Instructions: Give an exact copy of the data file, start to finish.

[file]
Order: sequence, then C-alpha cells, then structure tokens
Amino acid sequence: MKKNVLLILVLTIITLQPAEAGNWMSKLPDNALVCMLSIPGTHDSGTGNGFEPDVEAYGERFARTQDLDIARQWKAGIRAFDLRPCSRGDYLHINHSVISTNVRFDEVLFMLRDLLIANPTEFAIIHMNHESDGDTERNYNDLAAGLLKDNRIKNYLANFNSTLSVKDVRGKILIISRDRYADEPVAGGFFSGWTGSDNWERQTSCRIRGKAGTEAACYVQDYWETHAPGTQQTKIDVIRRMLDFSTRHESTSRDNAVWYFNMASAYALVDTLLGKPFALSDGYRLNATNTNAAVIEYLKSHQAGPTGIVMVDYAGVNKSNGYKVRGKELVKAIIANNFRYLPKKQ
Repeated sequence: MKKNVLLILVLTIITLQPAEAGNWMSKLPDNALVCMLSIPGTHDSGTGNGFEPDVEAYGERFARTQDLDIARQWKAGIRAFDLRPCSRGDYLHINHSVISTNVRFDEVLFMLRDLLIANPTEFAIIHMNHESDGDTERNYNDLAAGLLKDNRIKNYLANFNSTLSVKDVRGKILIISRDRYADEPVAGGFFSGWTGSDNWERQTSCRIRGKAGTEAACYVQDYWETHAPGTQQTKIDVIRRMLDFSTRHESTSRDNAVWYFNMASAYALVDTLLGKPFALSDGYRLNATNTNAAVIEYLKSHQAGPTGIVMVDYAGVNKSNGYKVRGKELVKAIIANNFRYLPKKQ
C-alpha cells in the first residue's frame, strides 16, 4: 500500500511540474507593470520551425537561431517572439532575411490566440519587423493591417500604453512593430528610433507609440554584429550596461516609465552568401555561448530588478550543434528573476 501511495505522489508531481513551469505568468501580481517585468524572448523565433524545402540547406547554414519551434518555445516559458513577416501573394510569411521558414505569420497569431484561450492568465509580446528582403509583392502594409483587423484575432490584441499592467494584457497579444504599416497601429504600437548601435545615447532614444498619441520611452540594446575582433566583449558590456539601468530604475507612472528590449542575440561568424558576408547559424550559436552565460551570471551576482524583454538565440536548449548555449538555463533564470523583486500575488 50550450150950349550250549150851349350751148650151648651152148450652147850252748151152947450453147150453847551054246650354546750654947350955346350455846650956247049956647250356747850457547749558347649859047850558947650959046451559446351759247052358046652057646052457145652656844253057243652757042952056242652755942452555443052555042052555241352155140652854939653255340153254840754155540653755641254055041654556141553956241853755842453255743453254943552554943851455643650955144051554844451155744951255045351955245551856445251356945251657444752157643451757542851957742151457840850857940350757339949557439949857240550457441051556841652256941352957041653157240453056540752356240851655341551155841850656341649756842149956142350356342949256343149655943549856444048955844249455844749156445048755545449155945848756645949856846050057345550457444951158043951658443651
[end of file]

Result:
Order: sequence, then C-alpha cells, then structure tokens
Amino acid sequence: MKKNVLLILVLTIITLQPAEAGNWMSKLPDNALVCMLSIPGTHDSGTGNGFEPDVEAYGERFARTQDLDIARQWKAGIRAFDLRPCSRGDYLHINHSVISTNVRFDEVLFMLRDLLIANPTEFAIIHMNHESDGDTERNYNDLAAGLLKDNRIKNYLANFNSTLSVKDVRGKILIISRDRYADEPVAGGFFSGWTGSDNWERQTSCRIRGKAGTEAACYVQDYWETHAPGTQQTKIDVIRRMLDFSTRHESTSRDNAVWYFNMASAYALVDTLLGKPFALSDGYRLNATNTNAAVIEYLKSHQAGPTGIVMVDYAGVNKSNGYKVRGKELVKAIIANNFRYLPKKQ
Repeated sequence: MKKNVLLILVLTIITLQPAEAGNWMSKLPDNALVCMLSIPGTHDSGTGNGFEPDVEAYGERFARTQDLDIARQWKAGIRAFDLRPCSRGDYLHINHSVISTNVRFDEVLFMLRDLLIANPTEFAIIHMNHESDGDTERNYNDLAAGLLKDNRIKNYLANFNSTLSVKDVRGKILIISRDRYADEPVAGGFFSGWTGSDNWERQTSCRIRGKAGTEAACYVQDYWETHAPGTQQTKIDVIRRMLDFSTRHESTSRDNAVWYFNMASAYALVDTLLGKPFALSDGYRLNATNTNAAVIEYLKSHQAGPTGIVMVDYAGVNKSNGYKVRGKELVKAIIANNFRYLPKKQ
C-alpha cells in the first residue's frame, strides 16, 4: 500500500511540474507593470520551425537561431517572439532575411490566440519587423493591417500604453512593430528610433507609440554584429550596461516609465552568401555561448530588478550543434528573476 501511495505522489508531481513551469505568468501580481517585468524572448523565433524545402540547406547554414519551434518555445516559458513577416501573394510569411521558414505569420497569431484561450492568465509580446528582403509583392502594409483587423484575432490584441499592467494584457497579444504599416497601429504600437548601435545615447532614444498619441520611452540594446575582433566583449558590456539601468530604475507612472528590449542575440561568424558576408547559424550559436552565460551570471551576482524583454538565440536548449548555449538555463533564470523583486500575488 50550450150950349550250549150851349350751148650151648651152148450652147850252748151152947450453147150453847551054246650354546750654947350955346350455846650956247049956647250356747850457547749558347649859047850558947650959046451559446351759247052358046652057646052457145652656844253057243652757042952056242652755942452555443052555042052555241352155140652854939653255340153254840754155540653755641254055041654556141553956241853755842453255743453254943552554943851455643650955144051554844451155744951255045351955245551856445251356945251657444752157643451757542851957742151457840850857940350757339949557439949857240550457441051556841652256941352957041653157240453056540752356240851655341551155841850656341649756842149956142350356342949256343149655943549856444048955844249455844749156445048755545449155945848756645949856846050057345550457444951158043951658443651